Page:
Mark Fox

Faculty of Applied Science & Engineering

Mark S. Fox is the Distinguished Professor of Urban Systems Engineering at the University of Toronto. He is a Professor of Industrial Engineering with a cross appointment in the Department of Computer Science, Director Urban Data Centre in the School of Cities, founding director of the Centre for Social Services Engineering, and head of the Enterprise Integration Laboratory.

Prof. Fox is a Fellow of the Association for the Advancement of Artificial Intelligence (AAAI), was a AAAI councilor, and was a co-founder of the AAAI Special Interest Group in Manufacturing. He is a Fellow of the Institute for Electrical and Electronic Engineering (IEEE), and a Fellow of the Engineering Institute of Canada. He was a joint fellow of the Canadian Institute for Advance Research and PRECARN. He is a past holder of the NSERC Industrial Research Chair in Enterprise Integration, and was a Senior Fellow in the Global Cities Institute. He received a B.Sc. in Computer Science from the University of Toronto in 1975, and his Ph.D. in Computer Science from Carnegie-Mellon University in 1983.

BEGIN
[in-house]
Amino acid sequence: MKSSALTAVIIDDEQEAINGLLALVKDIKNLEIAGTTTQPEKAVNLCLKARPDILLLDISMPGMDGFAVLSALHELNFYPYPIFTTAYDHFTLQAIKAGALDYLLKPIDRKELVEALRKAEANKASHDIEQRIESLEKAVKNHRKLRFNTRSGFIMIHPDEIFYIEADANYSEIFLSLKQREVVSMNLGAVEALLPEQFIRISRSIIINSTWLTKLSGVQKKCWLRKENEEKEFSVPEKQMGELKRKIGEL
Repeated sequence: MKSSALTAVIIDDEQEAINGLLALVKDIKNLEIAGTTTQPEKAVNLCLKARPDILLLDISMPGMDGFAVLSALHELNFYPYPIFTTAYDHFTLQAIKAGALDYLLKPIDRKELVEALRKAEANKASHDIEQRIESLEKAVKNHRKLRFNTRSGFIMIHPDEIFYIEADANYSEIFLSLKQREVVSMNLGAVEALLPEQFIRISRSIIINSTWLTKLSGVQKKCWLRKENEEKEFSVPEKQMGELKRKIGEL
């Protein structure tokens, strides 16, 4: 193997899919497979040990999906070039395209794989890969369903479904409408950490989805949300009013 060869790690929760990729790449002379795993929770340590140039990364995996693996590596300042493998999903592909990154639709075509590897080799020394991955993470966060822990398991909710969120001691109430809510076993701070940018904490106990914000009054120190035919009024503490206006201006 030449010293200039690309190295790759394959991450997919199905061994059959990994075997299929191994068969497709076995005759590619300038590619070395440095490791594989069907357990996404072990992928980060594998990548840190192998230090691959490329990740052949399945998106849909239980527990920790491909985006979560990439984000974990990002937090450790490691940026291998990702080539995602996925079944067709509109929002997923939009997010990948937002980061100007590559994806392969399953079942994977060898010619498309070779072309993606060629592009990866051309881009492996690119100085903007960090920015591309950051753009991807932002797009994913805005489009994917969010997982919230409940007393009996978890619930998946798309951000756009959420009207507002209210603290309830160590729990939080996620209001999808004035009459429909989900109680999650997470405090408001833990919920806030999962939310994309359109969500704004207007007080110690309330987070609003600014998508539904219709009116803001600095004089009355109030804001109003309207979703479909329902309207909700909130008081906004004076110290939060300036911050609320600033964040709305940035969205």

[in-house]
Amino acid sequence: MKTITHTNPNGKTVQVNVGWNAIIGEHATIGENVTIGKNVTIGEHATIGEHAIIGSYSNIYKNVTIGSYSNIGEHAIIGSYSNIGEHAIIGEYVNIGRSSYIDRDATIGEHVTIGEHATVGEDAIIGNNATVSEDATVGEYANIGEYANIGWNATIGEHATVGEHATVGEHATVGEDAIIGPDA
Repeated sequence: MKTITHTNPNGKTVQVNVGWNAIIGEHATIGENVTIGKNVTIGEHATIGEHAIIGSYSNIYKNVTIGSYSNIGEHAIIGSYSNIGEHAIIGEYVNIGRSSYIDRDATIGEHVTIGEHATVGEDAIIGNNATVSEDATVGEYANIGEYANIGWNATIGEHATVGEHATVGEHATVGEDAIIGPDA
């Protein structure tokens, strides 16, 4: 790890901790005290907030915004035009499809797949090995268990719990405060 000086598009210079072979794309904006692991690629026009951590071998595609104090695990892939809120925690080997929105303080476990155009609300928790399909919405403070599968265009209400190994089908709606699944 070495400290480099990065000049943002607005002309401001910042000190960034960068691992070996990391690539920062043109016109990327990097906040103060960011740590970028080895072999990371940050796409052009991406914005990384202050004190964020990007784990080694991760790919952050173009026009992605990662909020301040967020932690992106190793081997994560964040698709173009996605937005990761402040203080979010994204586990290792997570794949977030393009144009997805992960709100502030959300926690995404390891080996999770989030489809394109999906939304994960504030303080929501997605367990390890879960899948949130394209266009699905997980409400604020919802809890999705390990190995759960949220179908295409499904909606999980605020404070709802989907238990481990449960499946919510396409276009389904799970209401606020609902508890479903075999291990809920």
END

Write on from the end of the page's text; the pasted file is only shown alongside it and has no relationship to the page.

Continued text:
Prof. Fox’s current research focuses on Smart Cities. In particular, ontologies for modelling cities and their performance (Fox, 2013). He led the development of the Global City Indicator Ontologies that provide a computational representation of ISO 37120 city indicator definitions and their instantiation. These ontologies have formed the basis of the ISO/IEC 21972:2020 standard for city indicators. He also led the development of the iCity Transportation Planning ontologies, which has formed the basis of the ISO/IEC 5087 series of city data model standards currently under development.

Prof. Fox leads the development of the Common Approach Project’s Common Impact Data Standard(CIDS). CIDS forms the core of the Canada’s Digital Supercluster Compass Project Ontology. Compass is creating a nation wide information infrastructure for the Social Services sector.

Prof. Fox’s research career has focused primarily on two questions:

  • How to solve “real world” problems in the presence of constraints, and
  • How to represent the knowledge required to solve “real world” problems.
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